The population of Jordan is mostly Palestinian Arabs, by a two-thirds majority or more. From this information, it can easily be deduced that Transjordan (or Transjordania, the original name of Jordan in 1921) is the state of the “Palestinians.” Thus the two-state solution is already accomplished, despite the complication of King Abdullah, whose days may be numbered. (See my article on this subject at https://www.israpundit.org/there-is-no-diplomatic-solution-3/)
The Gaza Strip is a major problem. It is bordered by Israel and Egypt, with no connection to Jordan or to the Palestinian Authority. It is a pariah state dedicated to terrorism. Israel is extremely reluctant to invade Gaza and be responsible for its 1.5+ million inhabitants. Nor is Egypt interested in taking responsibility there. It’s a permanent basket case, engineered by Israel’s former prime minister Ariel Sharon, who managed to convince the Knesset that evacuating all Israelis from Gaza would be a better situation than leaving 9,000 Israeli residents and IDF units there.
Judging from the many thousands of rockets aimed at Israel from Gaza, and other acts of terror against Jews, that strategy was totally bankrupt. (460 rockets and mortars were fired into Israel in the week of this writing.) Gaza can only be a hindrance to any hopes of the Palestinian Arabs to rule themselves. For the time being at least, Gaza is a terrorist enclave with a compliant population, who support Hamas (to their own detriment) in its efforts to eradicate the Jews from Israel.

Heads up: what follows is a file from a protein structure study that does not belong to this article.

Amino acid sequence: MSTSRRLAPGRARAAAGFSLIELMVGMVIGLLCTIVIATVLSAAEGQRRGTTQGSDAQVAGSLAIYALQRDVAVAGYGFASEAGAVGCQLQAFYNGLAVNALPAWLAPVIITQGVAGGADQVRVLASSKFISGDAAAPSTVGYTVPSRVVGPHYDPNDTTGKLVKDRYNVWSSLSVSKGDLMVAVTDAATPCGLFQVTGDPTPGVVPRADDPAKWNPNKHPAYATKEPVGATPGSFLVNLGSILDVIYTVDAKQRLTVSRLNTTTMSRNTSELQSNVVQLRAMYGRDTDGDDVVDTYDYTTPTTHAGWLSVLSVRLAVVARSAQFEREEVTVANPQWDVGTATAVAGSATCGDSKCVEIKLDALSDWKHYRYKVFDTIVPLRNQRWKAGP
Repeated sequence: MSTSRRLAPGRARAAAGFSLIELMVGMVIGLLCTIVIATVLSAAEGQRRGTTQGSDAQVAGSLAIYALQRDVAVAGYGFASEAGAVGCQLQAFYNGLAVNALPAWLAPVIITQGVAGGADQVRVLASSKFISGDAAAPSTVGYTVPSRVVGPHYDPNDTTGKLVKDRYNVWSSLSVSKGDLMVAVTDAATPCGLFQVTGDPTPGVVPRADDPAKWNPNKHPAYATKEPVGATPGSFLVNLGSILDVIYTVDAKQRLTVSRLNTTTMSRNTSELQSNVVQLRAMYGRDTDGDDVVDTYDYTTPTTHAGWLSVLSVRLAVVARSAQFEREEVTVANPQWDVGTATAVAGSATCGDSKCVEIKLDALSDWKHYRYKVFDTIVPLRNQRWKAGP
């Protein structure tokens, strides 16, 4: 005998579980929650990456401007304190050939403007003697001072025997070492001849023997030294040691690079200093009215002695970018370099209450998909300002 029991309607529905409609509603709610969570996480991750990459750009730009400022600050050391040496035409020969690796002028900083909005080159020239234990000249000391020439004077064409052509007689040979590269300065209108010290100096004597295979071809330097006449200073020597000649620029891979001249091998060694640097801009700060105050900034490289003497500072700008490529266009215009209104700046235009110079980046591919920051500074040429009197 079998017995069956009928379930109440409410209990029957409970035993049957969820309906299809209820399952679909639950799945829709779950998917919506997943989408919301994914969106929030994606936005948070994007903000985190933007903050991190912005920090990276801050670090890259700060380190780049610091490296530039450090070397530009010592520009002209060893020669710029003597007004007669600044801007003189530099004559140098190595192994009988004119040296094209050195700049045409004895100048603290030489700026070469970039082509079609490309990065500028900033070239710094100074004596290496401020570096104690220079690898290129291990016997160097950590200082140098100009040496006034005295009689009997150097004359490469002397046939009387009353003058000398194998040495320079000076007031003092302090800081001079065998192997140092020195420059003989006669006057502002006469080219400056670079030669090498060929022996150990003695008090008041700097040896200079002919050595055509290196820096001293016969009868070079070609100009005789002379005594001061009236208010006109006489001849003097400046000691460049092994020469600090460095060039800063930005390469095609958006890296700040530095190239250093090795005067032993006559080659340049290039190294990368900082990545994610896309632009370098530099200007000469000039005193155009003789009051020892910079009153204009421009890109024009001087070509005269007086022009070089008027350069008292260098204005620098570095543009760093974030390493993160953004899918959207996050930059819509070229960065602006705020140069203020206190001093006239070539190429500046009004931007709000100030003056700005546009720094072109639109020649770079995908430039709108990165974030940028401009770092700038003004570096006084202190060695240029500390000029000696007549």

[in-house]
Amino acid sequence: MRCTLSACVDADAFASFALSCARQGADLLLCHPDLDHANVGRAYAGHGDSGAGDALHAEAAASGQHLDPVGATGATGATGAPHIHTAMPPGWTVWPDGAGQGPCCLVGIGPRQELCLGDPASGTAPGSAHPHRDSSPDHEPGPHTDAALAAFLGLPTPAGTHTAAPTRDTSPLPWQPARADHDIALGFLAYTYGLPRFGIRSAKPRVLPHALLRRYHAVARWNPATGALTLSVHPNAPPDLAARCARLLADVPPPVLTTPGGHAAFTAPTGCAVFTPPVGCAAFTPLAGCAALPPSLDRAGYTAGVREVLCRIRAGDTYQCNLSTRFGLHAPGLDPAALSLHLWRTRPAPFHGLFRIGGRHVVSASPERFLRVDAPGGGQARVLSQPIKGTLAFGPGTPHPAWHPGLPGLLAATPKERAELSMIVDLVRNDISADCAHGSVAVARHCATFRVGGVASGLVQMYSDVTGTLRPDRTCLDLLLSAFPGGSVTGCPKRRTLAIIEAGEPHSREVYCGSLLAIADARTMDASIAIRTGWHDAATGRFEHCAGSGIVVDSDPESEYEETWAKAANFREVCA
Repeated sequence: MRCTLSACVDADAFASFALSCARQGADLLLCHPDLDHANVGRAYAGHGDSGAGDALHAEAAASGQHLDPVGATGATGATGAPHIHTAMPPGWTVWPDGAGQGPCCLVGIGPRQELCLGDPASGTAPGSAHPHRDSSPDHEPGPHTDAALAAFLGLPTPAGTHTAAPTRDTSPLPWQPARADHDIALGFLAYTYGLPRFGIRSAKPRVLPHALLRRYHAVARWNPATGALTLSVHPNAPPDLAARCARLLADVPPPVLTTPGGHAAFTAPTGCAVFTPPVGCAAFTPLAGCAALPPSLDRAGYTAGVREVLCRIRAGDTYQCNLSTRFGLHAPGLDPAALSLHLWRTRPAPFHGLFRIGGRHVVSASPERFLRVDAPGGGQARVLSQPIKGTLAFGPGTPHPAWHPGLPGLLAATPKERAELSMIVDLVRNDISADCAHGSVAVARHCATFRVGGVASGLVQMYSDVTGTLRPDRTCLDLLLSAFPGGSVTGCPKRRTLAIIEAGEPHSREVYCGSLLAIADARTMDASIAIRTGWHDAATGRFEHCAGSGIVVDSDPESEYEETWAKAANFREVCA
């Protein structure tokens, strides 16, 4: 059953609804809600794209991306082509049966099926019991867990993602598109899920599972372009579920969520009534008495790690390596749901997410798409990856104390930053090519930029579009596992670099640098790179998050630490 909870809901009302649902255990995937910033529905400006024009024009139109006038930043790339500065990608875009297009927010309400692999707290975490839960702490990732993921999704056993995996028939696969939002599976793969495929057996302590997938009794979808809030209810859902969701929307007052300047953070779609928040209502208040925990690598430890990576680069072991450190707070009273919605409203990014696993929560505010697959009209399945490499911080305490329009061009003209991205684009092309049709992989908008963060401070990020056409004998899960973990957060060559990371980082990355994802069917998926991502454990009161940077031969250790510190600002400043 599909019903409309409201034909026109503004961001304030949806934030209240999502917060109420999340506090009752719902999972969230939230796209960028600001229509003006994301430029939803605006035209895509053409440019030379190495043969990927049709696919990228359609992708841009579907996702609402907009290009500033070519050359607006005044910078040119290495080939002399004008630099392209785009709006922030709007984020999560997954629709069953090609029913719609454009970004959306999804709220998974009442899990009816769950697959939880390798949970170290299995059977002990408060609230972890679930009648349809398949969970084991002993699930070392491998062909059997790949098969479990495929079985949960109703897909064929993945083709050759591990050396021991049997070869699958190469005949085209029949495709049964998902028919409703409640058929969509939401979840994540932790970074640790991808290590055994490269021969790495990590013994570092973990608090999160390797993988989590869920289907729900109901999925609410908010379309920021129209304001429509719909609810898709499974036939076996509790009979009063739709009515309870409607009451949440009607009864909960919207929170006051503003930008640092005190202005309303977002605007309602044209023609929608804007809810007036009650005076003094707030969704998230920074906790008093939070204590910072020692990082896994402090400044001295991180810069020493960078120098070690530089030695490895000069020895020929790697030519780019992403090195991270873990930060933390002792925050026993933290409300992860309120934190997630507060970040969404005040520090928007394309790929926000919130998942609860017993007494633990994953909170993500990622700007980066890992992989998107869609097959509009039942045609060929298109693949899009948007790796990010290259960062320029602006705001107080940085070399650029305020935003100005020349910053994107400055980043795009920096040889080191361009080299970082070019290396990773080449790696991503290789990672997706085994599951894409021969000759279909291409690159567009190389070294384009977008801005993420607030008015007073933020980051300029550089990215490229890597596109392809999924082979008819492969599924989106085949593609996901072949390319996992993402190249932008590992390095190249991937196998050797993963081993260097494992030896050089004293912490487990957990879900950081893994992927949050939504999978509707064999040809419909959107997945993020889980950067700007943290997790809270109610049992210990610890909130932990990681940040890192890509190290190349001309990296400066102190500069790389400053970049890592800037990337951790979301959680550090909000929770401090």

The Trump Administration should stop wasting its energy on establishing a State of Palestine in Israel’s Judea, Samaria, and Golan Heights sectors. Whatever one thinks of the political situation in the Palestinian Authority today, it’s incomparably preferable to a situation where Arab terrorists are in charge without Israeli control. Any thought that Israel will cooperate in establishing a terrorist state alongside of it is misguided. Israel made a huge mistake by thinking the Palestinian Arabs in Gaza would concentrate on building a better place for themselves. It won’t make that mistake by giving sovereignty in Israel to Palestinian Arabs.
In actuality, there is already one state (Jordan) and one other entity (Gaza Strip) that are Palestinian majority populated. The Trump administration should stop wasting time on a fool’s errand to establish another Palestinian entity, which could only make a bad situation worse.
Steve Kramer graduated from Johns Hopkins in the late-sixties, was a hippie for several years in California and Oregon, married and worked in the family business in Atlantic City, then moved to Israel in 1991. He has written more than one thousand articles about all aspects of life in Israel.